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Primates

, Volume 9, Issue 3, pp 225–258 | Cite as

Social organization of chimpanzees in the Budongo Forest, Uganda

  • Yukimaru Sugiyama
Article

Abstract

A population of wild chimpanzees in the Budongo Forest, Uganda, was studied between September, 1966, and March, 1967, by means of habituation and identification of each individual. This article deals with the grouping patterns, social units, and social organization of the chimpanzees in their natural habitat. Although parties of chimpanzees form groups of many patterns according to each particular situation and have no permanent membership, many chimpanzees live within a certain restricted area and gather to form parties consisting, in the main, of chimpanzees acquainted with each other. More than 50 individuals combined by social bonds in a loose regional population which is separated from other populations without recourse to geographical or physical barriers, though it maintains friendly contact with neighboring chimpanzee residents and with strangers. No particular individual group leader can be found, but any adult, especially a male, may act as a nucleus of each party.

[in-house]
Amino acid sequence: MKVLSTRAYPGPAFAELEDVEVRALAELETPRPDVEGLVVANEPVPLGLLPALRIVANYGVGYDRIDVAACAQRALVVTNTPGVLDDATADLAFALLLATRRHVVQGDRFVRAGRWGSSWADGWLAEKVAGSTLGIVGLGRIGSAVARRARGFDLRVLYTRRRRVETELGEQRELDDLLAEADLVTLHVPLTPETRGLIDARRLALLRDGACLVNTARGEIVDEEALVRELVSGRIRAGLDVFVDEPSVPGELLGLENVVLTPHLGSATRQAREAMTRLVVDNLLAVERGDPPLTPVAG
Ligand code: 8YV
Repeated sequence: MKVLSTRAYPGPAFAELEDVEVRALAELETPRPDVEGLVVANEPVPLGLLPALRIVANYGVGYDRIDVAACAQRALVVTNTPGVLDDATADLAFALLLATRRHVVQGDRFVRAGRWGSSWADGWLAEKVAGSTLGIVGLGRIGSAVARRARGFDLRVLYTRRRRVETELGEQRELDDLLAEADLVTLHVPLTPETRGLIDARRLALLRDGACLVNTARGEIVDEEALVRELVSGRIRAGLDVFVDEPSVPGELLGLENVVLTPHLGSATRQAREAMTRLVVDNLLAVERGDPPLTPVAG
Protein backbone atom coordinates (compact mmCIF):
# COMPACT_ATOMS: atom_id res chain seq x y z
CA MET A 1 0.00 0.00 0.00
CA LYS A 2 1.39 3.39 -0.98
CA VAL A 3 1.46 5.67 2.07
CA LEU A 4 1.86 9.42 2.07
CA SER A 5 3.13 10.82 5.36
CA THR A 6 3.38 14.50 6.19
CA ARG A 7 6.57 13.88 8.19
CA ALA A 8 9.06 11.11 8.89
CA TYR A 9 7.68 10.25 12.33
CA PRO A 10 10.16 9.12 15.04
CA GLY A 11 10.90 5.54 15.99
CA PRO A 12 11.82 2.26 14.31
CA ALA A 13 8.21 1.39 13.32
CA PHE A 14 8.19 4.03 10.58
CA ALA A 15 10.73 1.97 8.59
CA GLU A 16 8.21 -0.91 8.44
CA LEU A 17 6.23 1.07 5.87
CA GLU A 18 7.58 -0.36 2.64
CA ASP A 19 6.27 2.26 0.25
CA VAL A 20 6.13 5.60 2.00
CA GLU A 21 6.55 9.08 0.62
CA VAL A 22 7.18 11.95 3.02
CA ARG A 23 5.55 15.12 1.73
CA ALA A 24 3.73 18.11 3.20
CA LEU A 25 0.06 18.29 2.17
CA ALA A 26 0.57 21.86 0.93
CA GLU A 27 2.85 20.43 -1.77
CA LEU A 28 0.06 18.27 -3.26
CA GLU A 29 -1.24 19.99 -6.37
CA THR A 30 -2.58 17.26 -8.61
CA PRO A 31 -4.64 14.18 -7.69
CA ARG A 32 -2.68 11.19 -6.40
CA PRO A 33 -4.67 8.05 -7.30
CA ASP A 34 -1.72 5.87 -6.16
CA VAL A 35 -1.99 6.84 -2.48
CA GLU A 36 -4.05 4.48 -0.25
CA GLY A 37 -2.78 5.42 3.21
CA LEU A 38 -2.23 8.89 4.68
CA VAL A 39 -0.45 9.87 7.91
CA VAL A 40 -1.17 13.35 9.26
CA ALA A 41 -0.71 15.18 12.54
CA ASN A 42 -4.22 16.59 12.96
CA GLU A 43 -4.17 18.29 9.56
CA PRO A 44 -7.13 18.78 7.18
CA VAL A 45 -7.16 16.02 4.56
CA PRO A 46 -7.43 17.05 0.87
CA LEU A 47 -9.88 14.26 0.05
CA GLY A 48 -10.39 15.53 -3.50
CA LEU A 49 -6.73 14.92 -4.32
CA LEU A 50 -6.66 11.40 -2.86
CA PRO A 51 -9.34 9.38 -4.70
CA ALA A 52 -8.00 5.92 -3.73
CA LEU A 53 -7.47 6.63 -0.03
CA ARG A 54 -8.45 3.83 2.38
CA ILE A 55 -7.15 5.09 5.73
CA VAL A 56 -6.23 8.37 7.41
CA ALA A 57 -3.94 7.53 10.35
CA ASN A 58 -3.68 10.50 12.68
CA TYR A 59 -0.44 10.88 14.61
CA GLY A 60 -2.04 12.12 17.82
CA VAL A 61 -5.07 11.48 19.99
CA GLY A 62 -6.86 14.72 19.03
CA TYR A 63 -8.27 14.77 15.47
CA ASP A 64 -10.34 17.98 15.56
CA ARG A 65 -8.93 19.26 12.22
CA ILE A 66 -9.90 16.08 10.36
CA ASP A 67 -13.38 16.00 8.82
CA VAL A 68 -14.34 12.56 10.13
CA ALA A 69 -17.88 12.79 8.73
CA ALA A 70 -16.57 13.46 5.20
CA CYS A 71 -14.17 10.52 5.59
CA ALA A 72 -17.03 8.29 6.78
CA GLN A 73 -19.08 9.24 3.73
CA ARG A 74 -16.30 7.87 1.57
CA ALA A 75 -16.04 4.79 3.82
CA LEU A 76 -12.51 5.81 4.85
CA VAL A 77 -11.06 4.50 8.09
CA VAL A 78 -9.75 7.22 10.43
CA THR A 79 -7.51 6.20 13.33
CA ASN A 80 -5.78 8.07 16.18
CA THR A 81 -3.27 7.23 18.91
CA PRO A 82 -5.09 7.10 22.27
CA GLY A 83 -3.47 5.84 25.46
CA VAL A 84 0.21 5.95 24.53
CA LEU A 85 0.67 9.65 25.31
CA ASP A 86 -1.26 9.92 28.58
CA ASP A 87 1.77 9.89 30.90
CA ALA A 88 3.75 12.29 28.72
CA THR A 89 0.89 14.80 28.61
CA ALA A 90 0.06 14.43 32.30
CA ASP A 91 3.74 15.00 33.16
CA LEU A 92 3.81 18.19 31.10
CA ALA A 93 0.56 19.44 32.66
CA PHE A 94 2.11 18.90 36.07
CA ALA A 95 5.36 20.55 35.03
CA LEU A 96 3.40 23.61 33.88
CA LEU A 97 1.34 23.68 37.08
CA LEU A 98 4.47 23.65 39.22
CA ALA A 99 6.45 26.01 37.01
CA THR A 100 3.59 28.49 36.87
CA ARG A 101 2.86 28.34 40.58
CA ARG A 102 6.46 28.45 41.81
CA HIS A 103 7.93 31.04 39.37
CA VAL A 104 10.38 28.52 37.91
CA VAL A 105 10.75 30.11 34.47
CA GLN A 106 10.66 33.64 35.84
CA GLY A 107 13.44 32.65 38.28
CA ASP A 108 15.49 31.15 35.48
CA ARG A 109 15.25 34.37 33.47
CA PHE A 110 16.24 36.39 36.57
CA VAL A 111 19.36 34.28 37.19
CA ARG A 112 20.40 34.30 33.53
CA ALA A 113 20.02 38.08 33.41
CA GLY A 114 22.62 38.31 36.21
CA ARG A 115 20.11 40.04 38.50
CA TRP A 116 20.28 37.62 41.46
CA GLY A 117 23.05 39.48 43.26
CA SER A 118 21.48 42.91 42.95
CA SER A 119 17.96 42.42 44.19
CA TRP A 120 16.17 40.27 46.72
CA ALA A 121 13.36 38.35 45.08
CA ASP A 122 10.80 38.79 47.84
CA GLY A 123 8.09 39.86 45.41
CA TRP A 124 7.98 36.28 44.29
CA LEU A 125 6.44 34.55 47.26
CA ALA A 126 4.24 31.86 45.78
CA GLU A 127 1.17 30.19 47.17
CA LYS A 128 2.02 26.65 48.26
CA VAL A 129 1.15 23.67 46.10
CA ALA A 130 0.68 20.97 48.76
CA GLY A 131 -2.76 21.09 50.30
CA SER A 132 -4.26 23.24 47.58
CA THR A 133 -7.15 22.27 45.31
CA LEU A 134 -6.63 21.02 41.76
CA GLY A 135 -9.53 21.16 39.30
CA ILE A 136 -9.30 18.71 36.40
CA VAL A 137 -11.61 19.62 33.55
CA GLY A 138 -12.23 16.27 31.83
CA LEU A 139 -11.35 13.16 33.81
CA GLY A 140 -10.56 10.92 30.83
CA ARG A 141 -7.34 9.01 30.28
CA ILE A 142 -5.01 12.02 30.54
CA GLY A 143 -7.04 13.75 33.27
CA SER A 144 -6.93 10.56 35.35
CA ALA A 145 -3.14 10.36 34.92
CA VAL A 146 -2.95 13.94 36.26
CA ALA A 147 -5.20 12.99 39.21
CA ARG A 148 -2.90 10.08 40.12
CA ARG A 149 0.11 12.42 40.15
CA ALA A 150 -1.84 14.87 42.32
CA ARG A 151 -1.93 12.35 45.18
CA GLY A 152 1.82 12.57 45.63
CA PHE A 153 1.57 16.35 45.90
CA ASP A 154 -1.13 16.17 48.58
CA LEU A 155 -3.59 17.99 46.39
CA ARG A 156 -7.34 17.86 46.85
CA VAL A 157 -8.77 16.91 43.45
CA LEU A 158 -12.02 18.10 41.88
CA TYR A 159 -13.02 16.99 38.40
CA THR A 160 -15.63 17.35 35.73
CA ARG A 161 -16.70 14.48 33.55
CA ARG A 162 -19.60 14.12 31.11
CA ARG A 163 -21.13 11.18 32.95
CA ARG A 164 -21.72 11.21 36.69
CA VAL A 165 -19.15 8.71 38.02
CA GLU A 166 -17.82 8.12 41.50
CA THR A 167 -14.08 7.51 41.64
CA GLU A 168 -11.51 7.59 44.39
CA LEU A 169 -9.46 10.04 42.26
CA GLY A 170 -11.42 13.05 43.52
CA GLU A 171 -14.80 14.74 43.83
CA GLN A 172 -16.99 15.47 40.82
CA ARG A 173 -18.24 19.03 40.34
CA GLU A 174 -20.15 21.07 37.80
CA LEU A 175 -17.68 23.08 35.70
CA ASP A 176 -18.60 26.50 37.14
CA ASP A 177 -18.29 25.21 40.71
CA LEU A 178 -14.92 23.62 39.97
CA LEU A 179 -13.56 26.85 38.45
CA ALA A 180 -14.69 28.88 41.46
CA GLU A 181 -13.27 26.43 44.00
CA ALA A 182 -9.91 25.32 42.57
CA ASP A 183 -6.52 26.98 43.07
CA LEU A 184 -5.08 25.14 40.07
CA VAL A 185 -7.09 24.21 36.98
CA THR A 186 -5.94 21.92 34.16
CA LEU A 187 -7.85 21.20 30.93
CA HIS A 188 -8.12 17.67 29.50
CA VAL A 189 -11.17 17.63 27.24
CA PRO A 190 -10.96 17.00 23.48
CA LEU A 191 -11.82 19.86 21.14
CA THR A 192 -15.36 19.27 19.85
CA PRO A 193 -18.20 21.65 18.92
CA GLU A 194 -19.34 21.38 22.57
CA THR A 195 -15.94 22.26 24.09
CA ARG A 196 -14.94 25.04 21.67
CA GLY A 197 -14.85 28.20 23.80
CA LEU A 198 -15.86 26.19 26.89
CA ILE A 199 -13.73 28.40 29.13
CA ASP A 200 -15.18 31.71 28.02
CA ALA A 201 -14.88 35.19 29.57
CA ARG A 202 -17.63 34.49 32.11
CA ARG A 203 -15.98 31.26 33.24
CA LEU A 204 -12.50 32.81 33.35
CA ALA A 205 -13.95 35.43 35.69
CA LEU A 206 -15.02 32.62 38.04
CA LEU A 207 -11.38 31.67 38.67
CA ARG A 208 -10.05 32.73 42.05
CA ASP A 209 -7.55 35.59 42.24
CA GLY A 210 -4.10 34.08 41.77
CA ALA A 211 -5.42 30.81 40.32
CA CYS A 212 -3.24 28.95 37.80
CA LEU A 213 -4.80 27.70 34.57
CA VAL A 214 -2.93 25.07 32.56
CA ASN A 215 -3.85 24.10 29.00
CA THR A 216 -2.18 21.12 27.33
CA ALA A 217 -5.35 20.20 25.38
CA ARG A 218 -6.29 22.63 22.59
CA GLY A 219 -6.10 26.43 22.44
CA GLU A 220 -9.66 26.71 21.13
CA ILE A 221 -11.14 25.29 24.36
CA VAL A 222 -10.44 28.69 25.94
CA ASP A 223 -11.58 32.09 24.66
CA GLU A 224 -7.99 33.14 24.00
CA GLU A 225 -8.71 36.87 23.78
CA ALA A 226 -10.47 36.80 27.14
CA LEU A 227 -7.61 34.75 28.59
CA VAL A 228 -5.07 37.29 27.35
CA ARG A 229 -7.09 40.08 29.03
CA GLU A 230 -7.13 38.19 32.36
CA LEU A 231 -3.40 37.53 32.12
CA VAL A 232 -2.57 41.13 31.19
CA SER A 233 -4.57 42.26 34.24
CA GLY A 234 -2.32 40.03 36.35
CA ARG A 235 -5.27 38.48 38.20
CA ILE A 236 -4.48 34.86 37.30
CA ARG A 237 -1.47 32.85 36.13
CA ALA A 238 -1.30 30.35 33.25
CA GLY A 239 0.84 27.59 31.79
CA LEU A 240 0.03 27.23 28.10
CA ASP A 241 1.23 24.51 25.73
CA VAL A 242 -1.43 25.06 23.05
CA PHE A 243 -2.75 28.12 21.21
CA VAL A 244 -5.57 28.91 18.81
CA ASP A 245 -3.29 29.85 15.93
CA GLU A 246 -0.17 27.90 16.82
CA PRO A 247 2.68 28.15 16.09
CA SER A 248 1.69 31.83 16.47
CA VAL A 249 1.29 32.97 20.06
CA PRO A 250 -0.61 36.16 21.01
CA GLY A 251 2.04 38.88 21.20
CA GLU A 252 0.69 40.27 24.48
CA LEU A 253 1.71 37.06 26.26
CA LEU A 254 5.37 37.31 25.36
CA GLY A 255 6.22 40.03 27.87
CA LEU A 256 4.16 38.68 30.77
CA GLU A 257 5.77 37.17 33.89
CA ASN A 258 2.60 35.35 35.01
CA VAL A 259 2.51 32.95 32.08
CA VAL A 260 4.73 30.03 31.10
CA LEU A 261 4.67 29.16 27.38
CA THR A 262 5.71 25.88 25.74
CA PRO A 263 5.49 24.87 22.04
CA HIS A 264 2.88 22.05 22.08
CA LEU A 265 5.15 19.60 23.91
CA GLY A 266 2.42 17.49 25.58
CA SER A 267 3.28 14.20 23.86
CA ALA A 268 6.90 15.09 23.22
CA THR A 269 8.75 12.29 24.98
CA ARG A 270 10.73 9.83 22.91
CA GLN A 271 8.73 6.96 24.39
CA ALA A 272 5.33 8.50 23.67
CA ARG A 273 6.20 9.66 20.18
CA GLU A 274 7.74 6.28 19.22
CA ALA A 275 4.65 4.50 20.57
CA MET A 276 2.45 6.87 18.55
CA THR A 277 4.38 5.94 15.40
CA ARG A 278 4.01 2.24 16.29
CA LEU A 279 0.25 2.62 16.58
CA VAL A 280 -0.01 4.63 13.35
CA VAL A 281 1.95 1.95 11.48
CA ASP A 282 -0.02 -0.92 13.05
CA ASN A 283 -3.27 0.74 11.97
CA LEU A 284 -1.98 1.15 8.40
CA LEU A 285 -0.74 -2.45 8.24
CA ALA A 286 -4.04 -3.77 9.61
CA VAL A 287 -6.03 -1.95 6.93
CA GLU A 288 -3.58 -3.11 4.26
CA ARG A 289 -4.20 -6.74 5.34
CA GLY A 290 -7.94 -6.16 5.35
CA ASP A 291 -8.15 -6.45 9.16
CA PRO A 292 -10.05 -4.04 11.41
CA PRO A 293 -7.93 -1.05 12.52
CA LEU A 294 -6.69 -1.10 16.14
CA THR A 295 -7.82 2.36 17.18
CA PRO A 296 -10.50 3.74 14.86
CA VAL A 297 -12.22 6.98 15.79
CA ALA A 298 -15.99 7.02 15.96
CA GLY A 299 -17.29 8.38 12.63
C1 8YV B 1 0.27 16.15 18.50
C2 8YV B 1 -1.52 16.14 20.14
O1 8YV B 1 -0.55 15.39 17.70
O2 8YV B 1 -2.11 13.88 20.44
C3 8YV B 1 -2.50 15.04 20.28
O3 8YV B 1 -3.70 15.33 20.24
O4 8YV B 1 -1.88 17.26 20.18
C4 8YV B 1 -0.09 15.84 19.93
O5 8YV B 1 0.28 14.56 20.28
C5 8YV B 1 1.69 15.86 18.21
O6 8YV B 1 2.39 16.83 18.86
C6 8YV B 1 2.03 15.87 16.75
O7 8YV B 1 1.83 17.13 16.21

Keywords

Social Organization Natural Habitat Animal Ecology Regional Population Physical Barrier 
These keywords were added by machine and not by the authors. This process is experimental and the keywords may be updated as the learning algorithm improves.

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Copyright information

© Japan Monkey Centre 1968

Authors and Affiliations

  • Yukimaru Sugiyama
    • 1
  1. 1.Laboratory of Physical AnthropologyKyoto UniversityKyotoJapan

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